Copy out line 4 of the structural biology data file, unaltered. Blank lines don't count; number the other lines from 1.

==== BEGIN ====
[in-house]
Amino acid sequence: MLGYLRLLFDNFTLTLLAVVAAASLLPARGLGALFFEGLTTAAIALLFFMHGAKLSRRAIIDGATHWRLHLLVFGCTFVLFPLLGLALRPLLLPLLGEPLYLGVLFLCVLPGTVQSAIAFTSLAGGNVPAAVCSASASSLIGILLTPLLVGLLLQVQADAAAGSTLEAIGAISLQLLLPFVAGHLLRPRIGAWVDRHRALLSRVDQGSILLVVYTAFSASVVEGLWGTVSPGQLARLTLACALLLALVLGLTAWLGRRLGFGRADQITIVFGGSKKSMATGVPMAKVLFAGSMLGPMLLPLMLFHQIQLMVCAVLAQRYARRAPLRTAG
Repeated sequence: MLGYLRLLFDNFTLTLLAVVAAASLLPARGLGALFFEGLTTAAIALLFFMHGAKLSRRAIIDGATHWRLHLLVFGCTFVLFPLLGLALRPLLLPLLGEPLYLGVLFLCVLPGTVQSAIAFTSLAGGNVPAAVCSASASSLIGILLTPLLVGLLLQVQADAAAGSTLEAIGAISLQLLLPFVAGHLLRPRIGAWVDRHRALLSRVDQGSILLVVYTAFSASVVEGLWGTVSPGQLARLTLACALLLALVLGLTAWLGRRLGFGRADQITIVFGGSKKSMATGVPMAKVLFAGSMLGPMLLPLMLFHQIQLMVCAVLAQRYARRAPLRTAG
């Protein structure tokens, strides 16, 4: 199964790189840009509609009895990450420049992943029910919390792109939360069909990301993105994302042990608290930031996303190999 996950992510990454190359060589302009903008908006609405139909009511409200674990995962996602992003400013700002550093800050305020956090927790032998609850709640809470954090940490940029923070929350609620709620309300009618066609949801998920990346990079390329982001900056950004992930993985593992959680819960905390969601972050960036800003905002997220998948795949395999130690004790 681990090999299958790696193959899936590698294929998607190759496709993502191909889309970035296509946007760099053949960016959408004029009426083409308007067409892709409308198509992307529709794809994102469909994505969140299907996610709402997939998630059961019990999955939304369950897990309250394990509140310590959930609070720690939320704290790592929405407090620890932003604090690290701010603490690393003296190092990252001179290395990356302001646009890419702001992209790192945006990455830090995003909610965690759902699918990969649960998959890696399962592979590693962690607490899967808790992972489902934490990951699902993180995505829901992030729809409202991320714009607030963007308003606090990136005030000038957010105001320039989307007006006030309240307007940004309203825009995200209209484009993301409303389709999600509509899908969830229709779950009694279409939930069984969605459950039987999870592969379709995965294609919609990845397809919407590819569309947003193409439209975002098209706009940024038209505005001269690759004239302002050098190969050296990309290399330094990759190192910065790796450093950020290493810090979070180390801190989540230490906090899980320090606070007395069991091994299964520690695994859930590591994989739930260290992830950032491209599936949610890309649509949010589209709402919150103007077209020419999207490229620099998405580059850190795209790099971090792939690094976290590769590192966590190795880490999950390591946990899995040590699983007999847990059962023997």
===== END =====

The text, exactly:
């Protein structure tokens, strides 16, 4: 199964790189840009509609009895990450420049992943029910919390792109939360069909990301993105994302042990608290930031996303190999 996950992510990454190359060589302009903008908006609405139909009511409200674990995962996602992003400013700002550093800050305020956090927790032998609850709640809470954090940490940029923070929350609620709620309300009618066609949801998920990346990079390329982001900056950004992930993985593992959680819960905390969601972050960036800003905002997220998948795949395999130690004790 681990090999299958790696193959899936590698294929998607190759496709993502191909889309970035296509946007760099053949960016959408004029009426083409308007067409892709409308198509992307529709794809994102469909994505969140299907996610709402997939998630059961019990999955939304369950897990309250394990509140310590959930609070720690939320704290790592929405407090620890932003604090690290701010603490690393003296190092990252001179290395990356302001646009890419702001992209790192945006990455830090995003909610965690759902699918990969649960998959890696399962592979590693962690607490899967808790992972489902934490990951699902993180995505829901992030729809409202991320714009607030963007308003606090990136005030000038957010105001320039989307007006006030309240307007940004309203825009995200209209484009993301409303389709999600509509899908969830229709779950009694279409939930069984969605459950039987999870592969379709995965294609919609990845397809919407590819569309947003193409439209975002098209706009940024038209505005001269690759004239302002050098190969050296990309290399330094990759190192910065790796450093950020290493810090979070180390801190989540230490906090899980320090606070007395069991091994299964520690695994859930590591994989739930260290992830950032491209599936949610890309649509949010589209709402919150103007077209020419999207490229620099998405580059850190795209790099971090792939690094976290590769590192966590190795880490999950390591946990899995040590699983007999847990059962023997």